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Death of a Salesman and the American Dream

Most people in America acknowledge that there are certain standards they are expected to live up to. For many, this is a wonderful and dignified belief. Although, in some cases people can be so preoccupied with the ideal that it becomes a burden. They are thus unable to accomplish their dream. There are two specific essays that portray this idea, one is by Howard Fuller entitled “A salesman is Everybody” and another by Harold Clurman entitled “The Success Dream on the American Stage.

Both essays state opinions about the American Dream and its relation to Death of a Salesman in which the main character, Willy Loman, lives by his own ideal, which in the end causes his downfall. Willy’s life revolves around chasing his ideal of the American dream rather than actually living it. This pursuit contributes to his deficiency in finding success in his life, and why he fails to live out his American dream. Willy Loman has lived his life in a quest for the American dream. Harold Clurman states that, “Death of a Salesman is a challenge to the American dream.

The American dream has become distorted to the dream of business success. ” Willy Loman is looking for an easy way to become rich and successful. Conventionally the American dream meant freedom and prosperity for everyone and Willy is a firm believer of this. But working hard could not get him everything that he wanted or thought he deserved. He seems to measure himself as well as others by the material things they own. Unable to live his American dream in this consumer-based culture, he has a longing for things that he can not afford nor does he really need.

He thinks he should buy new stockings for his wife and a new refrigerator although she is happy with what they have. In his striving to get a hold on his vision of the American dream, Willy honors his brother Ben. Ben stumbled across his wealth, but Willy believes that Ben worked hard for it, and wants his sons to do the same: work hard and be like Uncle Ben. Willy asks Ben “What’s the answer? How did you do it? ” To Willy, Ben symbolizes the American dream to the fullest! He has gained a lot of money and all he did was get lucky.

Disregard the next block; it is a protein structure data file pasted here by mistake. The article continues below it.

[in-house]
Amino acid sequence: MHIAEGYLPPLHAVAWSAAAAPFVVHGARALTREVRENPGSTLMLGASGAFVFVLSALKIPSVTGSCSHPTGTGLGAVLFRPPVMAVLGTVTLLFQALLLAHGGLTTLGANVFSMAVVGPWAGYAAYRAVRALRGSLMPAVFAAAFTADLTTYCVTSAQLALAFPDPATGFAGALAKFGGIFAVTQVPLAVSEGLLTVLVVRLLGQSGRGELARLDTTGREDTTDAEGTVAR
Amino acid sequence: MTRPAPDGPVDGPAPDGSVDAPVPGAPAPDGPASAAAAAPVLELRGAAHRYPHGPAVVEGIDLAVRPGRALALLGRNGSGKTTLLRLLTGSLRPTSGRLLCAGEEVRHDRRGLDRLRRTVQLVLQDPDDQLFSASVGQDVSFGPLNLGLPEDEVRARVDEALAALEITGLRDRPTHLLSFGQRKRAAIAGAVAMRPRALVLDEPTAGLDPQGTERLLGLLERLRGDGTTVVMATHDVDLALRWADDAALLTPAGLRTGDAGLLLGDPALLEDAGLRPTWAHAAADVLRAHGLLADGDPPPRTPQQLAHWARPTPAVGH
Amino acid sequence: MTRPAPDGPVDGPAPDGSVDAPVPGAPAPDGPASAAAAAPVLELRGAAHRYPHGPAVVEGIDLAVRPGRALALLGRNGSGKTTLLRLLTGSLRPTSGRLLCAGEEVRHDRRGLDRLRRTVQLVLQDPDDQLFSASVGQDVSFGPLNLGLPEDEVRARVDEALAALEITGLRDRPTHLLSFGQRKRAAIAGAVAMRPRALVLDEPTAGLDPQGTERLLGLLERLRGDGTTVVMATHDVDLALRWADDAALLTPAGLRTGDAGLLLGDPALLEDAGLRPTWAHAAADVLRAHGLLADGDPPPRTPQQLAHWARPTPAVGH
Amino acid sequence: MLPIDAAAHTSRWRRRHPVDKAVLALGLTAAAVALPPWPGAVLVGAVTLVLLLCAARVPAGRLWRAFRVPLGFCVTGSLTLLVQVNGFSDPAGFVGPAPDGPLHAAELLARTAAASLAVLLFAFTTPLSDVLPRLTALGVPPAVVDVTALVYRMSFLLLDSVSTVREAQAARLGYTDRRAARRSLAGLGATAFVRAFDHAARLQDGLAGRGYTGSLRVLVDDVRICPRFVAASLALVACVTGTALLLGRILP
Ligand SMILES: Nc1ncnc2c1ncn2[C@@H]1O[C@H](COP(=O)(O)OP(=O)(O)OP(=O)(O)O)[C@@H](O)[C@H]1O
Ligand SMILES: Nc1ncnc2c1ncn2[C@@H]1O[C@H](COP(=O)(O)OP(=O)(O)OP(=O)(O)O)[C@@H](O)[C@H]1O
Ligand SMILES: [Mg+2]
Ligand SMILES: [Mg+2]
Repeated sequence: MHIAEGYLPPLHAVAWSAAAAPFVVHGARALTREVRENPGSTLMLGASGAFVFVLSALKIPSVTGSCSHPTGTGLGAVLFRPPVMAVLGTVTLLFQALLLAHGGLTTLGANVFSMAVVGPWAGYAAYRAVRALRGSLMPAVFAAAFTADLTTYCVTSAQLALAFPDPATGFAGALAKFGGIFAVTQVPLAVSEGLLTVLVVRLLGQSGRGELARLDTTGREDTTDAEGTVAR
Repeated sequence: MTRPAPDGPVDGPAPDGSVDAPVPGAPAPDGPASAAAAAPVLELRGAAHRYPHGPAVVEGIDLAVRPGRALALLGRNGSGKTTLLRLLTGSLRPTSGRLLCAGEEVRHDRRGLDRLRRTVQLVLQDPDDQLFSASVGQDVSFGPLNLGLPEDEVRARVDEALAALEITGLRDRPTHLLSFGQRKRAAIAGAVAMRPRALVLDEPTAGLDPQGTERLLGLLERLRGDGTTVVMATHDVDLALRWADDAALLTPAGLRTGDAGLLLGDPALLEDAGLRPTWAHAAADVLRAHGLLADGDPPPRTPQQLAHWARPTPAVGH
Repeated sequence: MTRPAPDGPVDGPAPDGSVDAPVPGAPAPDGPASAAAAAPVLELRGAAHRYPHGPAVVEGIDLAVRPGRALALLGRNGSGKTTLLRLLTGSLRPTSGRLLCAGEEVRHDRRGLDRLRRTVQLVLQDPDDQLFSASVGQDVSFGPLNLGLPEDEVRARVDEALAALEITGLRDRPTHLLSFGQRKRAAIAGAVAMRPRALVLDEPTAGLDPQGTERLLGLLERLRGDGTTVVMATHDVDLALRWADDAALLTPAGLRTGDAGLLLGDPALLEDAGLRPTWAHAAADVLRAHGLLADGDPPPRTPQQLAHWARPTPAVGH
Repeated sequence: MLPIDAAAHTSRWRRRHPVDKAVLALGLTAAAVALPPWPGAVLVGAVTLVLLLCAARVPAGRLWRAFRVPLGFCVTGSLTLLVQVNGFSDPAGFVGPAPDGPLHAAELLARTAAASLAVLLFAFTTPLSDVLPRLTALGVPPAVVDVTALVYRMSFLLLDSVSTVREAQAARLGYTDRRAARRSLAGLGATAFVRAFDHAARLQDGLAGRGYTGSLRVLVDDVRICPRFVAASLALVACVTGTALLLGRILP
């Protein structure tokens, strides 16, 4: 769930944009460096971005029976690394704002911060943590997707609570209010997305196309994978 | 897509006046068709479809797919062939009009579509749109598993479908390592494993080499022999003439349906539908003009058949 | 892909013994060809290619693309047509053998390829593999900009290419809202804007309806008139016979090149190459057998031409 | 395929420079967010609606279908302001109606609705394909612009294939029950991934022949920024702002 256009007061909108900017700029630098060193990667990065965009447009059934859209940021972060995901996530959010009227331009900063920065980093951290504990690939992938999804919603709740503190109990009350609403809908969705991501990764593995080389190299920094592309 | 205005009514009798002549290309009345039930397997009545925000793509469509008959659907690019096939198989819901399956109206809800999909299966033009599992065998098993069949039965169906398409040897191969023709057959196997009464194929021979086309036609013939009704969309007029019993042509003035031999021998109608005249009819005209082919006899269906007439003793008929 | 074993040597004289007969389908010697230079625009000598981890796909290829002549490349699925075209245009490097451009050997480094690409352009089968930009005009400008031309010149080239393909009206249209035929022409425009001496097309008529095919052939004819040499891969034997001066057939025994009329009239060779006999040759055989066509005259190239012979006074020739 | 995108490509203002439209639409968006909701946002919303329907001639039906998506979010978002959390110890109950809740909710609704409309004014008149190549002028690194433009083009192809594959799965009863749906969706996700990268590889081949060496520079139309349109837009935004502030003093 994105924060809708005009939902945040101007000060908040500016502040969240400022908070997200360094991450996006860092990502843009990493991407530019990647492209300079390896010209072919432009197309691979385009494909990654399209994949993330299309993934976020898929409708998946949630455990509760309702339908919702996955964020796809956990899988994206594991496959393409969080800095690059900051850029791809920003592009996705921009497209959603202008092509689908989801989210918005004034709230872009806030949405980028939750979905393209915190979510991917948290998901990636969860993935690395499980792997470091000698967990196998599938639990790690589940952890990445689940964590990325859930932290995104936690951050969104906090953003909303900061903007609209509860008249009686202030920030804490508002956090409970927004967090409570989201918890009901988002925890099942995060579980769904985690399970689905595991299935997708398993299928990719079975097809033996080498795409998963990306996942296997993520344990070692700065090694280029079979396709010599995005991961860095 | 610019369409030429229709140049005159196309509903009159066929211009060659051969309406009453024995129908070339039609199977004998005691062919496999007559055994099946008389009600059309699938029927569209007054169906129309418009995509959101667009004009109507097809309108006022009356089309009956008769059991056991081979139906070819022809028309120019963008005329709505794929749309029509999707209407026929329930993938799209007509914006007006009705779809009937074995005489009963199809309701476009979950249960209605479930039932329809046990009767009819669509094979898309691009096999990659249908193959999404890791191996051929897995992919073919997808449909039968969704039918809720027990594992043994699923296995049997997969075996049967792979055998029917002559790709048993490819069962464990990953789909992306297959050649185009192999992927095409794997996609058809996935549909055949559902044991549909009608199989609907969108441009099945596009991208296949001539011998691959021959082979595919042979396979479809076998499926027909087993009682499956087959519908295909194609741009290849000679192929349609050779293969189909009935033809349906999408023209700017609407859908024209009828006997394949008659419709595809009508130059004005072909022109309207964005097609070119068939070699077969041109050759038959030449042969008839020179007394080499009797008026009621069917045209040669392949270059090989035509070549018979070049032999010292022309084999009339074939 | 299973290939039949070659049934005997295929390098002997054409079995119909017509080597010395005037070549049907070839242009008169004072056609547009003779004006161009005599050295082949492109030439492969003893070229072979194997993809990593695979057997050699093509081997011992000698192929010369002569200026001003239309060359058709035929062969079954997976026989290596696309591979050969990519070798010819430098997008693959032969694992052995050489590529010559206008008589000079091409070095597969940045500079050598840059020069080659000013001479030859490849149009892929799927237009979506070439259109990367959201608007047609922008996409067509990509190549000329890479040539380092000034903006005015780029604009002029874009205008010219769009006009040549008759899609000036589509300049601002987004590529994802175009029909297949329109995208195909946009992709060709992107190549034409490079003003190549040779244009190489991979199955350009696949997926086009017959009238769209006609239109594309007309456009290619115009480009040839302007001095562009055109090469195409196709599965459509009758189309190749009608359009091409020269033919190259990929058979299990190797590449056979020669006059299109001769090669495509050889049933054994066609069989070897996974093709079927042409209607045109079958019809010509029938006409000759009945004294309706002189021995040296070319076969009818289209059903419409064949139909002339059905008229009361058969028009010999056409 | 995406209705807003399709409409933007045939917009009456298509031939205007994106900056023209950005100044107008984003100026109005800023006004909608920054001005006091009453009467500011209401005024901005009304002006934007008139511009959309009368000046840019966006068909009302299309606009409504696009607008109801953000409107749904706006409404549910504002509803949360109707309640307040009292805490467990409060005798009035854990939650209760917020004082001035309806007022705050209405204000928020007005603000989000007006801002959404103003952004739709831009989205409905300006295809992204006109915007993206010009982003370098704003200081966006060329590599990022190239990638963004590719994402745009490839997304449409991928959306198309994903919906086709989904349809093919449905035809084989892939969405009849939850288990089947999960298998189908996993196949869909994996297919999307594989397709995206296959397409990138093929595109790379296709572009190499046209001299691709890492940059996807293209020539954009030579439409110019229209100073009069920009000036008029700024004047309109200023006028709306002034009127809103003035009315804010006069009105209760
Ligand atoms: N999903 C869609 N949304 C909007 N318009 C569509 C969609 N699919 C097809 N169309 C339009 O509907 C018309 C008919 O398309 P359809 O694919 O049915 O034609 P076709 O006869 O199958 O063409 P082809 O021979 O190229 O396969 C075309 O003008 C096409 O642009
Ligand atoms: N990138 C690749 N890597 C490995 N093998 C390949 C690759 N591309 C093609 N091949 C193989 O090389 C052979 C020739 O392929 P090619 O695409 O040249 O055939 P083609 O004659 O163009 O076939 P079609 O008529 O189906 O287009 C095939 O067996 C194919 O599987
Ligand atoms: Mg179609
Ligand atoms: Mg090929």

Although Willy has lost his job he continues to lie to himself and his family hoping everything will turn out all right in the end. He is ultimately chastising himself and his son Biff, letting the dream take control and losing sight of the real goal, freedom and happiness. “The historical dream is the promise of a land of freedom with opportunity and equality for all. ” “Willy’s enthusiasm, which is manifested in the slogans he sets such great store by, is not governed by intelligence.

If he were able to determine the difference between reality and illusion his obsessions would not have taken over his life. Willy was constantly dishonest to himself as well as his family, lying about who he and Biff really were. As his job as a salesman was based upon lying and deception, how could he pursue and honest life? He wanted to live this dream so badly that he paid no attention to his real talent, carpentry, and very little attention to his family. His goals were all mixed up from the beginning and since he never actually lived his dream, it made his life worse.

If the true essence of the “American dream” is simply freedom and opportunity for all, then why do many Americans want to get rich quick? If you ask many Americans, the majority would say their ideal is to make lots of money and certainly not by working hard for it. Perhaps Willy Loman had the right dreams, but over time set the wrong goals for himself. Up until the end, he believed “life’s problems are all solved by making oneself well liked (in the salesman sense) and by a little cash. Cash” is what society revolves around, and what eventually caused Willy’s breakdown and suicide.

Willy’s quest for the American dream ultimately leads to his death but leaves us with a hope for Biff to find his place in society. Whether or not he will accomplish what society calls the “American dream” is not the point, Biff realizes his fathers ideals were false and decides to set a new path for himself. He now has freedom from his father’s spurious ideals. Opportunity lies ahead and Biff has a chance to find his “true self,” with a little inspiration from the American dream.

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